Fountain Boboli Gardens at the Palazzo, Florence ItalyAs you make your way up the stairs and into the garden, you will start to get an idea of the views that are waiting for you as you go higher up into the garden. There is a lot of walking and much of it is uphill, so keep that in mind. Fortunately, there are places to sit and stop for a breather along the way, and you will want to do that to enjoy the panoramas, and the art work and statues. Continue to the top and stop at the Forcone Basin while making your way to the Statute of Plenty which was started by Giambologna, and finished my several other artists.

At the top of the hill you can see stunning views of Florence, and the path that you have traveled back to the Pitti Palace. From here you should go right and visit The Knight’s Garden. Here you will find beautiful views of the Italian countryside and the city wall as it makes its way to Porta Romana. Heading down to the Island Pond you will walk the Cypress Lane. It is beautiful itself with the tall cypresses, but the statues make it extra special.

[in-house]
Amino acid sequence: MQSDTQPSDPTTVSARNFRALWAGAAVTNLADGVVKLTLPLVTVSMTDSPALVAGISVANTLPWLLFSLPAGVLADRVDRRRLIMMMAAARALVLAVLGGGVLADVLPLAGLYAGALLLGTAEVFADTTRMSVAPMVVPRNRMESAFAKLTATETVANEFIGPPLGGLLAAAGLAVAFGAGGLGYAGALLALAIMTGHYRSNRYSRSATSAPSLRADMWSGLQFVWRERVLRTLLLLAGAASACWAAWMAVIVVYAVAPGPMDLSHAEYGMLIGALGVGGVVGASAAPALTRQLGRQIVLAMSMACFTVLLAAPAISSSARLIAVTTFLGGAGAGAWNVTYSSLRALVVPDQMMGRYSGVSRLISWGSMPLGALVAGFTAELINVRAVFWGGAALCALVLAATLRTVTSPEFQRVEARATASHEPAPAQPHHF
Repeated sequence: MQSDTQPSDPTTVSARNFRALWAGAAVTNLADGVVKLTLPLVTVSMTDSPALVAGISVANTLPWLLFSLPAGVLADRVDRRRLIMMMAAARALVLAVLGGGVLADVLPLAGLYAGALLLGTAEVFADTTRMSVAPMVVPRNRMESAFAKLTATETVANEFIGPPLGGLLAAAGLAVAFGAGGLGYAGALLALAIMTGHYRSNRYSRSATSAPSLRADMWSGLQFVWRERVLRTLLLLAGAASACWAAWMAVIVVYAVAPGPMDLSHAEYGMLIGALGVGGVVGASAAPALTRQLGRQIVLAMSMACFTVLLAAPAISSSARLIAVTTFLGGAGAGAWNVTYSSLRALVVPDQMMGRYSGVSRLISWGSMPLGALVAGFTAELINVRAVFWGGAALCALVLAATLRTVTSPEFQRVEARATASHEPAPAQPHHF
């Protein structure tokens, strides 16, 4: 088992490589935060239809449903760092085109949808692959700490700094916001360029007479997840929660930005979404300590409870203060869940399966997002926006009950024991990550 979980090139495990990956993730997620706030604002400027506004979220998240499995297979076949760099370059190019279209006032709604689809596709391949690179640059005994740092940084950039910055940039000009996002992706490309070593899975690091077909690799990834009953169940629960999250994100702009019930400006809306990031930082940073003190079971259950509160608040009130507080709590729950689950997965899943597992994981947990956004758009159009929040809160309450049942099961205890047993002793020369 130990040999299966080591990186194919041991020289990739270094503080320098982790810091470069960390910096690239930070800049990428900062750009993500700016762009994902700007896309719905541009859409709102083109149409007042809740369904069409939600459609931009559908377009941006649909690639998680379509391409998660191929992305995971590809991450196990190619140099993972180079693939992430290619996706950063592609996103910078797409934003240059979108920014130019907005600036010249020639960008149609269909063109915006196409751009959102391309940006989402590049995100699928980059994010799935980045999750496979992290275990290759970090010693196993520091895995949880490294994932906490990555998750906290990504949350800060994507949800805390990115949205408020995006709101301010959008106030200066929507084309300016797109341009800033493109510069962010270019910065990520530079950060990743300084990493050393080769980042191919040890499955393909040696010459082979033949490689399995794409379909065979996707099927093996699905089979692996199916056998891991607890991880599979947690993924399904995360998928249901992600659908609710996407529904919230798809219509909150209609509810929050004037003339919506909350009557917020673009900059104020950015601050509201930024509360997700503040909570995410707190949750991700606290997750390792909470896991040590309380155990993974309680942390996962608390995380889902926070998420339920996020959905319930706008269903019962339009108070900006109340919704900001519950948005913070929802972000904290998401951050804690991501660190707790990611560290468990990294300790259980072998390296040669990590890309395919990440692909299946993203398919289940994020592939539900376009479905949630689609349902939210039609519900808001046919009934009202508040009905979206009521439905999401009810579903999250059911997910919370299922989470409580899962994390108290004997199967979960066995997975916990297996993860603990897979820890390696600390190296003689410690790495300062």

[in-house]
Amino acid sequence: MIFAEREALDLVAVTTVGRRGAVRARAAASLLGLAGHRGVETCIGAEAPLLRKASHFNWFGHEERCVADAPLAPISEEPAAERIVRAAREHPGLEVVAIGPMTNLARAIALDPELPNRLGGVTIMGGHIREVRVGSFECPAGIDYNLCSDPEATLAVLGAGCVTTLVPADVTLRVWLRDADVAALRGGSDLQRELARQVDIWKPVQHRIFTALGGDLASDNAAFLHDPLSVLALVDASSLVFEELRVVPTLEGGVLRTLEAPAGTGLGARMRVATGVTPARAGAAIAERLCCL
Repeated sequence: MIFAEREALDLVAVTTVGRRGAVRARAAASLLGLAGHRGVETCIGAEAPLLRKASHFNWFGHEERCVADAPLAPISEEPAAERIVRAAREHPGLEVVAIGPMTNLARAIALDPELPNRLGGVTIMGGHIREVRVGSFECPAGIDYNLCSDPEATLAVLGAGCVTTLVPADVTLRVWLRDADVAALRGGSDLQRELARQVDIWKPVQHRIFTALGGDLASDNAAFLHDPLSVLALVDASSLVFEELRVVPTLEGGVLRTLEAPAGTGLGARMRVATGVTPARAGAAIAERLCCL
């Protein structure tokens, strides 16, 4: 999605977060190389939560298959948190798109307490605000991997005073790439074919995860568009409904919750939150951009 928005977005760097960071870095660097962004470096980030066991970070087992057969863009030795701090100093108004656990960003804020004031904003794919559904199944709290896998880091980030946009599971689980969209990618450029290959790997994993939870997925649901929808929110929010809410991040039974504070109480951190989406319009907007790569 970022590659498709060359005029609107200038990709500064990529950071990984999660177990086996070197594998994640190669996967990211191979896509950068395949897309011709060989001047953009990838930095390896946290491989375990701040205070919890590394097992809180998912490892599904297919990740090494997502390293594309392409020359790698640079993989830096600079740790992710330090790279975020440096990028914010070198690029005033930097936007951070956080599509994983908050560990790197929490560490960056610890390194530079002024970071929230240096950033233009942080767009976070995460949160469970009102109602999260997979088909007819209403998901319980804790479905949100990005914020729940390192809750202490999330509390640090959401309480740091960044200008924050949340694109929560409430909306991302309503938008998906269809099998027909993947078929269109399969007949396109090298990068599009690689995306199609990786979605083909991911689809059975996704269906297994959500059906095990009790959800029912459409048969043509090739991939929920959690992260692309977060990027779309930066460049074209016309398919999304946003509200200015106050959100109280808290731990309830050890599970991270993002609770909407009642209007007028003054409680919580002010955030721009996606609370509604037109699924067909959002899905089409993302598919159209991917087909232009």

Dwarf Morgante, Boboli Gardens, Florence ItalyIf you go back towards the Palace and explore the garden to the left, you will find the Annalena Grotto. The Grand Grotto, or Buontalenti’s Grotto is almost at the exit, and visits are permitted only upon authorization. I don’t know how you get authorization, but if I find out I will let you know. It is worth investigating, as once when I was in the garden it was opened and I got to go inside. It is worth seeing! Michelangelo’s prisoners once stood in the corners before being moved to the Accadamia, and currently there are copies there. As you exit, don’t miss the infamous statue of Dwarf Morganti, although the statue is fondly called Bacchus. I would plan a minimum of a half day to explore the gardens and more if you want to have a picnic and take some time to relax.

For more information on Florence sites, visit

Karen Mills is an American woman who made the decision to leave her corporate life behind to live “la dolce vita” in Florence, Italy, Read more about her experiences at An American In Italy or contact her at

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Florence, a Day Trip To Siena Italy